URL of this page: https://medlineplus.gov/genetics/gene/washc5/

WASHC5 gene

WASH complex subunit 5
From Genetics Home Reference. Learn more

Normal Function

The WASHC5 gene provides instructions for making a protein called strumpellin. Strumpellin is active (expressed) throughout the body, although its exact function is unknown. The protein's structure suggests that stumpellin may interact with the structural framework inside cells (the cytoskeleton) and may attach (bind) to other proteins.

Health Conditions Related to Genetic Changes

Spastic paraplegia type 8

At least three mutations in the WASHC5 gene have been found to cause spastic paraplegia type 8. These mutations change single building blocks (amino acids) in the strumpellin protein. One mutation that has been seen in multiple families replaces the amino acid valine with the amino acid phenylalanine at position 626 in strumpellin (written Val626Phe or V626F). WASHC5 gene mutations are thought to change the structure of the strumpellin protein. It is unknown how the altered strumpellin protein causes muscle weakness, muscle stiffness, and other features of spastic paraplegia type 8.

More About This Health Condition

Cancers

Research has shown that the WASHC5 gene is abnormally active (overexpressed) in certain types of prostate cancer. Scientists do not know what causes this abnormal expression and have not determined whether the WASHC5 gene plays a role in the development of prostate cancer.

Other Names for This Gene

  • KIAA0196
  • MGC111053
  • SPG8
  • STRUM_HUMAN
  • strumpellin

Additional Information & Resources

Tests Listed in the Genetic Testing Registry

Scientific Articles on PubMed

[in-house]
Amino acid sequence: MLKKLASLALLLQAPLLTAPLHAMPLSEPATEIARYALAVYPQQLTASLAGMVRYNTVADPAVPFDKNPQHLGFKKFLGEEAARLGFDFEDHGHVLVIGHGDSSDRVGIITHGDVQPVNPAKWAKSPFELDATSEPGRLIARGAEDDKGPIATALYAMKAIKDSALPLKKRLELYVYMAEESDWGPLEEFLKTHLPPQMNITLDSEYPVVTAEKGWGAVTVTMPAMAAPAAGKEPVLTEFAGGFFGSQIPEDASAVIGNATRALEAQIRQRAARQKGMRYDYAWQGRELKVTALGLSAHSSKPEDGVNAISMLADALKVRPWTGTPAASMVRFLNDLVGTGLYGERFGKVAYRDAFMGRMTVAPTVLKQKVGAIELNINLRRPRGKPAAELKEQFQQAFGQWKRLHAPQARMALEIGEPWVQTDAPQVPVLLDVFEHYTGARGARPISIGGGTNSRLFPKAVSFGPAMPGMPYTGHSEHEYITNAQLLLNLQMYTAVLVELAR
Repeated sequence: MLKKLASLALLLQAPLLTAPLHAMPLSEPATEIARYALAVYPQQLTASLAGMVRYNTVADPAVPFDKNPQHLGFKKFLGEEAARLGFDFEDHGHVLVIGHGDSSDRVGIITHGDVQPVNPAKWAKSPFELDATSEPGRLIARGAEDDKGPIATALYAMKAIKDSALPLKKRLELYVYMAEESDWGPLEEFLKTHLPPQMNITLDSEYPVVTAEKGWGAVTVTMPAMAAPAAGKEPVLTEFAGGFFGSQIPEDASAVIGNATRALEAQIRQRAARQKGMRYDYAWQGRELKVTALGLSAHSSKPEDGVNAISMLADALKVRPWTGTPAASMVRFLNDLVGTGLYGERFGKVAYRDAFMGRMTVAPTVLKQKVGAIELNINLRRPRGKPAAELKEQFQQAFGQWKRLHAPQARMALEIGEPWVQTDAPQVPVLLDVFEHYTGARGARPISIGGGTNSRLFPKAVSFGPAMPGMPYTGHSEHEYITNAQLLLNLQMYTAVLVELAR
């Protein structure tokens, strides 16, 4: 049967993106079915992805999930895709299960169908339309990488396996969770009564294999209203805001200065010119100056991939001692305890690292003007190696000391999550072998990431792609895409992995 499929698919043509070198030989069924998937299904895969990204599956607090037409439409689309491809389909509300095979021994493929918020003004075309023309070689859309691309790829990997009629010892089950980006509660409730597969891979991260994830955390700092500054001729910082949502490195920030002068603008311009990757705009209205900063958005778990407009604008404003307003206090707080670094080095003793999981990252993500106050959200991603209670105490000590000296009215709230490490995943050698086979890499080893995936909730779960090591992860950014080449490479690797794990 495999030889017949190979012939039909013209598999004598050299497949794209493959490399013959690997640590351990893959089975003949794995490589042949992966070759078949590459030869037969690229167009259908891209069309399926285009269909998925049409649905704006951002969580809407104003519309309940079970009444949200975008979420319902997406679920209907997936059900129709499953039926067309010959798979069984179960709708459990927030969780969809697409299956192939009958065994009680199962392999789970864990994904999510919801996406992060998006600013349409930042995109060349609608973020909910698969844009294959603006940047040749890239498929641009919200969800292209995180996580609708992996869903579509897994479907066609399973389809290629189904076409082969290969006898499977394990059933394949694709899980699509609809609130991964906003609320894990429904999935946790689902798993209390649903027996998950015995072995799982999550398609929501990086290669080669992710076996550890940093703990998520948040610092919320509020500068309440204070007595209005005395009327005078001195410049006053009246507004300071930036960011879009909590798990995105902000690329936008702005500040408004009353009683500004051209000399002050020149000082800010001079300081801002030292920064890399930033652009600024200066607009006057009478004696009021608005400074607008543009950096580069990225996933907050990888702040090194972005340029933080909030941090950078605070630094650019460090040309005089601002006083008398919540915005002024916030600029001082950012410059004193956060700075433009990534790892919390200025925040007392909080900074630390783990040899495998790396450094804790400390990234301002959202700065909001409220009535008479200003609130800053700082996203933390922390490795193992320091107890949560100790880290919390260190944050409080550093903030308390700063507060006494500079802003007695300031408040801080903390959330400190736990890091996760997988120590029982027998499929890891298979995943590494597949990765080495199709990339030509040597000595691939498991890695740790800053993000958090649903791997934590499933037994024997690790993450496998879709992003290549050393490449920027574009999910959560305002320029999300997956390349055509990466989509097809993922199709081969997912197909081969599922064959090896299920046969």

Catalog of Genes and Diseases from OMIM

Research Resources

References

  • Hedera P, Rainier S, Alvarado D, Zhao X, Williamson J, Otterud B, Leppert M, Fink JK. Novel locus for autosomal dominant hereditary spastic paraplegia, on chromosome 8q. Am J Hum Genet. 1999 Feb;64(2):563-9. Citation on PubMed or Free article on PubMed Central
  • Meijer IA, Valdmanis PN, Rouleau GA. Spastic Paraplegia 8. 2008 Aug 13 [updated 2020 May 21]. In: Adam MP, Ardinger HH, Pagon RA, Wallace SE, Bean LJH, Stephens K, Amemiya A, editors. GeneReviews® [Internet]. Seattle (WA): University of Washington, Seattle; 1993-2020. Available from http://www.ncbi.nlm.nih.gov/books/NBK1827/ Citation on PubMed
  • Porkka KP, Tammela TL, Vessella RL, Visakorpi T. RAD21 and KIAA0196 at 8q24 are amplified and overexpressed in prostate cancer. Genes Chromosomes Cancer. 2004 Jan;39(1):1-10. Citation on PubMed
  • Rocco P, Vainzof M, Froehner SC, Peters MF, Marie SK, Passos-Bueno MR, Zatz M. Brazilian family with pure autosomal dominant spastic paraplegia maps to 8q: analysis of muscle beta 1 syntrophin. Am J Med Genet. 2000 May 15;92(2):122-7. Citation on PubMed
  • Valdmanis PN, Meijer IA, Reynolds A, Lei A, MacLeod P, Schlesinger D, Zatz M, Reid E, Dion PA, Drapeau P, Rouleau GA. Mutations in the KIAA0196 gene at the SPG8 locus cause hereditary spastic paraplegia. Am J Hum Genet. 2007 Jan;80(1):152-61. Epub 2006 Dec 1. Citation on PubMed or Free article on PubMed Central
  • van Duin M, van Marion R, Vissers K, Watson JE, van Weerden WM, Schröder FH, Hop WC, van der Kwast TH, Collins C, van Dekken H. High-resolution array comparative genomic hybridization of chromosome arm 8q: evaluation of genetic progression markers for prostate cancer. Genes Chromosomes Cancer. 2005 Dec;44(4):438-49. Citation on PubMed
From Genetics Home Reference

Genetics Home Reference has merged with MedlinePlus. Genetics Home Reference content now can be found in the "Genetics" section of MedlinePlus. Learn more

The resources on this site should not be used as a substitute for professional medical care or advice. Users with questions about a personal health condition should consult with a qualified healthcare professional.